- 11th Battery: Chattanooga, Tennessee (which was accurate for October 1863 when the report was received) with four 12-pdr Napoleons and two 3-inch Ordnance Rifles. Captain Arnold Sutermeister’s battery supported Third Division, Twentieth Corps and was on the Tullahoma Campaign at the end of June.
- 12th Battery: At Nashville, Tennessee as siege artillery. Returns list the battery assigned to Fort Negley, with four 4.5-inch Ordnance siege rifles under Captain James E. White.
So we can, using the Official Records mostly, fill in most of these blanks.
Turning to the ammunition, the smoothbore columns are particularly active:
The usual sets of 6-pdr and 12-pdr rounds:
- 2nd Battery: 203 shot, 203 case, and 191 canister for 6-pdr field guns.
- 3rd Battery: 105 shot, 141 case, and 132 canister for 6-pdr field guns; 136 shot, 406 shell, 227 case, and 300 canister for 12-pdr Napoleons.
- 5th Battery: 76 shot, 24 shell, 92 case, and 33 canister for 12-pdr Napoleons.
- 7th Battery: 75 shot, 32 shell, 101 case, and 48 canister for 12-pdr Napoleons.
- 10th Battery: 115 shell, 100 case, and 116 canister for 12-pdr field howitzers.
- 11th Battery: 132 shot, 122 shell, 110 case, and 120 canister for 12-pdr Napoleons.
Moving to the next page, we start the rifled projectiles with the Hotchkiss columns:
Not a lot to report:
- 5th Battery: 24 shot, 24 fuse shell, and 132 bullet shell for 3.80-inch James.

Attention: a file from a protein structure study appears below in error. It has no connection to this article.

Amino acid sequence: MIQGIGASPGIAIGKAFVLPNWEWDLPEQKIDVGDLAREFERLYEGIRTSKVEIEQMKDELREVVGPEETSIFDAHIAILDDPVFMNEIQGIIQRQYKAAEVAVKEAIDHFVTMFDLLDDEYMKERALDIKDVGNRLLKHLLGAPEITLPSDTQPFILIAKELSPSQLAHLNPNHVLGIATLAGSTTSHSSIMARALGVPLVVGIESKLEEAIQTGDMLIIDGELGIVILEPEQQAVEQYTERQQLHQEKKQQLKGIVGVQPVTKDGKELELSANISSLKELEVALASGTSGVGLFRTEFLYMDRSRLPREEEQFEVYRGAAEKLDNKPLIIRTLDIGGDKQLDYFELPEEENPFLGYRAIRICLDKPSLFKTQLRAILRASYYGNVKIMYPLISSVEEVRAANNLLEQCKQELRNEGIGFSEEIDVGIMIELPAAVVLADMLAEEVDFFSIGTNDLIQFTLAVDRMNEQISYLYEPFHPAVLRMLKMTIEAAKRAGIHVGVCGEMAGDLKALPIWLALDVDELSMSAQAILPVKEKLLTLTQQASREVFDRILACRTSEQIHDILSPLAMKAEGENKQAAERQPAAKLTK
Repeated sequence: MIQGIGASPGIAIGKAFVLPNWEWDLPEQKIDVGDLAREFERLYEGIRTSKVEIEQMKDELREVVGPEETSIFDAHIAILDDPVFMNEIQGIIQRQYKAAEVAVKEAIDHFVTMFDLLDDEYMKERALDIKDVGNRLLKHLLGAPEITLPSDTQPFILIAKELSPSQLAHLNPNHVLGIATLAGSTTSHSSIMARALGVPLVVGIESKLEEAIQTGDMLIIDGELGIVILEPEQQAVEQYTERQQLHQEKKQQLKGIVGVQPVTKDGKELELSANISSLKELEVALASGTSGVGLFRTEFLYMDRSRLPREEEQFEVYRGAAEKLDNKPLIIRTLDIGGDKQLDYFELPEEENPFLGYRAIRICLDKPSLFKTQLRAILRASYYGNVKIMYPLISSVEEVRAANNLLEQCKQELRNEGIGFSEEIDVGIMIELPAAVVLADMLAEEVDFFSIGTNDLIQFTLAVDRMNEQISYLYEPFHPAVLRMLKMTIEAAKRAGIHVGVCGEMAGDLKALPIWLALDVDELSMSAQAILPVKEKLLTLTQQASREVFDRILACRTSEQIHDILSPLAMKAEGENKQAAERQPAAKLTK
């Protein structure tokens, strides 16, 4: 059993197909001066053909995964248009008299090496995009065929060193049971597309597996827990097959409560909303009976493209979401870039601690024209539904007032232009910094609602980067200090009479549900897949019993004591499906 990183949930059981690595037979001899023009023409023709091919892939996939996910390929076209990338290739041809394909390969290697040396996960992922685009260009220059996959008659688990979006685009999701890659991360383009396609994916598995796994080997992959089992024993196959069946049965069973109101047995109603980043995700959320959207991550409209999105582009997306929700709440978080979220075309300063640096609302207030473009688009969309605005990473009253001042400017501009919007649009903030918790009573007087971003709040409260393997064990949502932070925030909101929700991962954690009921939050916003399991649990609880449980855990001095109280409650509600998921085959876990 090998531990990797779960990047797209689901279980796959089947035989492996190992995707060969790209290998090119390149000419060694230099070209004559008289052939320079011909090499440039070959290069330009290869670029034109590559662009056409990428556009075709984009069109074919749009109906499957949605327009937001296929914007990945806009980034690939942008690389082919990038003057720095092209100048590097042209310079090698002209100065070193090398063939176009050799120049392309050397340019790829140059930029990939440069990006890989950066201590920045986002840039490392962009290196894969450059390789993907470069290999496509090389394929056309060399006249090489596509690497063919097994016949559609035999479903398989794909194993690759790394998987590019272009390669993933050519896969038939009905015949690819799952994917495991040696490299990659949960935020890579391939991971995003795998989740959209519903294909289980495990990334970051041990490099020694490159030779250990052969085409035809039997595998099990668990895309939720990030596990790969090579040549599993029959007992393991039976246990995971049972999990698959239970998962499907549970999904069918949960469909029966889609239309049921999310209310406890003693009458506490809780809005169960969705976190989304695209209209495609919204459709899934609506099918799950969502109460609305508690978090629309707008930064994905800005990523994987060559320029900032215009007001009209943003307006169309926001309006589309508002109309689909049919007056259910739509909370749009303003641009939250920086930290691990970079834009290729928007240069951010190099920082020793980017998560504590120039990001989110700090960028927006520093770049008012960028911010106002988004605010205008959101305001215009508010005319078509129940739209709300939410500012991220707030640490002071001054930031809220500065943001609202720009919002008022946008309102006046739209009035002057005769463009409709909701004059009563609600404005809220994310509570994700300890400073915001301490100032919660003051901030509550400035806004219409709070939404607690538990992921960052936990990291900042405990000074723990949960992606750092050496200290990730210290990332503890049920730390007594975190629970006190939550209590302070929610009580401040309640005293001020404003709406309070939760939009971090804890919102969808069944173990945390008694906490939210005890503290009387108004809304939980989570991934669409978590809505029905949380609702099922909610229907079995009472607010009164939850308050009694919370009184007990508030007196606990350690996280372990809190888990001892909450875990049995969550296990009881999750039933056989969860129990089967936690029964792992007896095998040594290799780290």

- 11th Battery: 100 canister, 140 fuse shell, and 150 bullet shell for 3-inch rifles.
There is one “stray” on the following page for Hotchkiss:
- 5th Battery: 32 canister for 3.80-inch Rifles.
Moving to the right, the James columns:
Three batteries reporting:
- 2nd Battery: 130 shot and 142 shell for 3.80-inch rifles.
- 3rd Battery: 52 shot, 273 shell, and 24 canister for 3.80-inch rifles.
- 5th Battery: 58 canister for 3.80-inch rifles.
And over to the Parrotts:
Two batteries with Parrotts, and two reporting:
- 7th Battery: 197 shell, 273 case, and 157 canister for 10-pdr Parrotts.
- 10th Battery: 468 shell, 225 case, and 94 canister for 10-pdr Parrotts.
Note to the right, there is one entry for Schenkl patent projectiles for Parrott rifles:
- 7th Battery: 217 shot for 10-pdr Parrott.
To the last page of ammunition columns, we find two entries:
Both for 5th Battery:
- 5th Battery: 150 Schenkl shell for 3.80-inch rifles; 40 Tatham canister for 3.80-inch rifles.
Yes, 5th Battery reported canister from three different patterns to feed their James rifles (and that does not include canister for their 12-pdr Napoleons). Would love to see a first hand account discussing those particulars.
Lastly, we have the small arms:
By battery, of those reporting:
- 2nd Battery: Eighteen rifles (no type specified), twenty-eight Army revolvers, and twenty-two cavalry sabers.
- 3rd Battery: Four Navy revolvers and ten horse artillery sabers.
- 5th Battery: One percussion pistol, fourteen cavalry sabers, and seven horse artillery sabers.
- 7th Battery: Two cavalry sabers and fifteen horse artillery sabers.
- 10th Battery: Eighteen Army revolvers and twelve horse artillery sabers.
- 11th Battery: Ten Army revolvers, twelve Navy revolvers, and eleven cavalry sabers.
Perhaps the 5th Indiana Battery must have been the last user of the percussion pistol?
Next we’ll pick up the bottom half of the Indiana Independent Batteries.